You can start feeding your bees with patties if you judge that they need supplemental feeding.
This way, you’ll give the bees a good store of readily available food before the winter becomes too cold.
You should check on the patties in the hive periodically throughout winter and replenish the patties as needed. If they haven’t been consumed, remove them before they get moldy or attract pests.
Where To Place Winter Patties In A Beehive
If you’re wondering where to place winter patties in a beehive, the answer will depend on the type of hive you have.
For top-bar hives, place the winter patties on the bars near the brood chamber.
For Langstroth hives, winter patties can be placed in the brood box on top of the frames. If you have double brood chambers, lift the top box off, and put the patties on top of the frames in the lower chamber before replacing the upper box.
This explains why patties need to be flat, so they can easily fit under the top cover or the subsequent brood box.
Remember… If you remove supers from your Langstroth hives for the winter, you should place the patties on top of the brood frames in the brood chamber near the center of the hive. This position will be close to where the bees will cluster for warmth when the weather gets cold.
How Long Do Winter Patties Last?
Typically, the patties can last anywhere from a few weeks to a few months. A good rule of thumb is that a 7-ounce or 200-g pattie can last an average hive for about 14 days.
However, the patties’ duration will depend on the size of the colony and the stores they have in reserve for the winter.
The best strategy is to monitor the hives periodically throughout the cold months to check if they need to be replaced.
When opening the hives in winter, be sure to do it on a sunny day, and do not leave the hive open for too long, or the heat in the hive will escape. Once the patties are made, they can be stored in a cool, dry place until they are ready to be used.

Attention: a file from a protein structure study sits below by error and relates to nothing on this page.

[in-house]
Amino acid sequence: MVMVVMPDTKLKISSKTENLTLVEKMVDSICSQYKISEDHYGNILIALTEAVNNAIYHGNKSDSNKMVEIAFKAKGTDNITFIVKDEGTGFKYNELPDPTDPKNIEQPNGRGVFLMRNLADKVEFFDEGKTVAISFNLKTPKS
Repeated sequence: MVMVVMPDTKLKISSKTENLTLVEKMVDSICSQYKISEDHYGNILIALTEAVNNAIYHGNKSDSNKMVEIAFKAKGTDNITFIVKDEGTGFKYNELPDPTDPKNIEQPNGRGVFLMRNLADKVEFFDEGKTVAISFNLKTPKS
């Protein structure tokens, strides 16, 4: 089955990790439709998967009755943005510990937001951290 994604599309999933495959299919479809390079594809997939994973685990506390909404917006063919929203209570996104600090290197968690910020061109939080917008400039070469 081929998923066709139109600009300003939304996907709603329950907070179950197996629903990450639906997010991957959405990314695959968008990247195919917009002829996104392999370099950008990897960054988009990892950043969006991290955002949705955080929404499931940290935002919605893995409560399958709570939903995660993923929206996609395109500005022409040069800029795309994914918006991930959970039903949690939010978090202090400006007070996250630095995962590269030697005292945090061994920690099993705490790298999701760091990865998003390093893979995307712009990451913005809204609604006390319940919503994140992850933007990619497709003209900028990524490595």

So How Many Bee Patties Do They Need To Survive Winter?
Again, the answer depends on the size of the hive and the number of bees inside. As a rule of thumb, place 1-3 pounds (0.5 to 1.3 kg) on top of the brood frames for each application.
A small hive might need just a few bee patties, while a large hive could need dozens. Therefore, each beehive should be treated individually and fed as needed.
How To Make Winter Patties For Bees
You can buy commercially manufactured winter patties for your bees or make your own version at home.
There are many different recipes available, some of which include pollen substitutes like this (Amazon), which you should be able to purchase from a beekeeper’s supply store or online. However, if you add pollen, ensure it only constitutes about 2% of the total ingredients.
Other recipes use ingredients that can easily be found in most households or grocery stores. Here’s an example:
Recipe for Making Winter Patties From Scratch:
You’ll need the following ingredients to make homemade winter patties for bees.
- 1 cup of white sugar
- 1 cup of water
- 1 tablespoon of dry powdered milk
- 2 tablespoons of coconut oil
Using a medium-sized pan, pour in the sugar and water and bring to a boil. Remove the saucepan from the heat and stir in the powdered milk and coconut oil until well combined.
Place the bee pattie mixture in a shallow dish and let it cool until it’s firm enough to shape into patties. Once it’s cooled, use a spoon or your hands to form the mixture into small patties.
Place the patties on a wax paper-lined baking sheet and put them in the freezer. Once frozen, you can store them in an airtight container in the freezer until you’re ready to use them.
To feed your bees the winter patties, simply place one or two on top of the frames in the brood chamber for them to feast on during the cold winter!
What Are AP23 Winter Patties?
These patties were developed by the beekeeping supplies company Dadant. AP23 is an artificial pollen substitute formulated to closely match the nutrients found in natural pollen. In addition, it is said to contain probiotics that make it easily digestible by honey bees.
“AP” stands for “artificial pollen .”And the number 23 simply means this is the 23rd formulation they have come up with. It’s intended to be the best substitute readily accepted by honey bees.
AP23 patties are available as standard pollen patties or winter feeding patties. The winter variant contains only 2.5% protein (compared to 15% for the standard version).